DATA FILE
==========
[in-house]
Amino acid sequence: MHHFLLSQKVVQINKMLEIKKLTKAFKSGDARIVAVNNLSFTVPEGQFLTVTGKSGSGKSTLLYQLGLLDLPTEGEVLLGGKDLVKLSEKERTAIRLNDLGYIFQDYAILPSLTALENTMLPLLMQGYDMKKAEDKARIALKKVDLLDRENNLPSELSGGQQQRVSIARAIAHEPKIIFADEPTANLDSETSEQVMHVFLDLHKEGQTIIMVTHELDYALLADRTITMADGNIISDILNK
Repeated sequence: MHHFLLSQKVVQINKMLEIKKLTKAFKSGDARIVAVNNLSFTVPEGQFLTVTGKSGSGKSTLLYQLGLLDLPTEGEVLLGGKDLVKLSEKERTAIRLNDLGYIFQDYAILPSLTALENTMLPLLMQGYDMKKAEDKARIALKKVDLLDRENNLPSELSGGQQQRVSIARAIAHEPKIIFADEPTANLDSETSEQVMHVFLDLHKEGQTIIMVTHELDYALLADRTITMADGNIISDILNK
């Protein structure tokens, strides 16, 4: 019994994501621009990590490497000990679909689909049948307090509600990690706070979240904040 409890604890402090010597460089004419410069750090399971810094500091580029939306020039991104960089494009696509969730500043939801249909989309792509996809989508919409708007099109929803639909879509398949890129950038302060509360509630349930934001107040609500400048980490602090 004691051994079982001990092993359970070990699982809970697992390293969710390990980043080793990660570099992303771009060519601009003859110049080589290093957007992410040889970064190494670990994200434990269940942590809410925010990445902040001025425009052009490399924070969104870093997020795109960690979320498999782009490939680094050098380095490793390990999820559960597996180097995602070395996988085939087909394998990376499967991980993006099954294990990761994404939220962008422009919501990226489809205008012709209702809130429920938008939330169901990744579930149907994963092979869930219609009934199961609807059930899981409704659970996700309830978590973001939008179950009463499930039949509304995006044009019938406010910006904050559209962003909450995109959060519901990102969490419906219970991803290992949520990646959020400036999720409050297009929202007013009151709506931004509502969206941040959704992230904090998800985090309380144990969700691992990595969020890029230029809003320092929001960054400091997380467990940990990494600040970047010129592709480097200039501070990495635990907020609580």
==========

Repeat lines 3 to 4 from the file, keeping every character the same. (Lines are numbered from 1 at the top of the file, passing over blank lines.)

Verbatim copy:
Repeated sequence: MHHFLLSQKVVQINKMLEIKKLTKAFKSGDARIVAVNNLSFTVPEGQFLTVTGKSGSGKSTLLYQLGLLDLPTEGEVLLGGKDLVKLSEKERTAIRLNDLGYIFQDYAILPSLTALENTMLPLLMQGYDMKKAEDKARIALKKVDLLDRENNLPSELSGGQQQRVSIARAIAHEPKIIFADEPTANLDSETSEQVMHVFLDLHKEGQTIIMVTHELDYALLADRTITMADGNIISDILNK
């Protein structure tokens, strides 16, 4: 019994994501621009990590490497000990679909689909049948307090509600990690706070979240904040 409890604890402090010597460089004419410069750090399971810094500091580029939306020039991104960089494009696509969730500043939801249909989309792509996809989508919409708007099109929803639909879509398949890129950038302060509360509630349930934001107040609500400048980490602090 004691051994079982001990092993359970070990699982809970697992390293969710390990980043080793990660570099992303771009060519601009003859110049080589290093957007992410040889970064190494670990994200434990269940942590809410925010990445902040001025425009052009490399924070969104870093997020795109960690979320498999782009490939680094050098380095490793390990999820559960597996180097995602070395996988085939087909394998990376499967991980993006099954294990990761994404939220962008422009919501990226489809205008012709209702809130429920938008939330169901990744579930149907994963092979869930219609009934199961609807059930899981409704659970996700309830978590973001939008179950009463499930039949509304995006044009019938406010910006904050559209962003909450995109959060519901990102969490419906219970991803290992949520990646959020400036999720409050297009929202007013009151709506931004509502969206941040959704992230904090998800985090309380144990969700691992990595969020890029230029809003320092929001960054400091997380467990940990990494600040970047010129592709480097200039501070990495635990907020609580």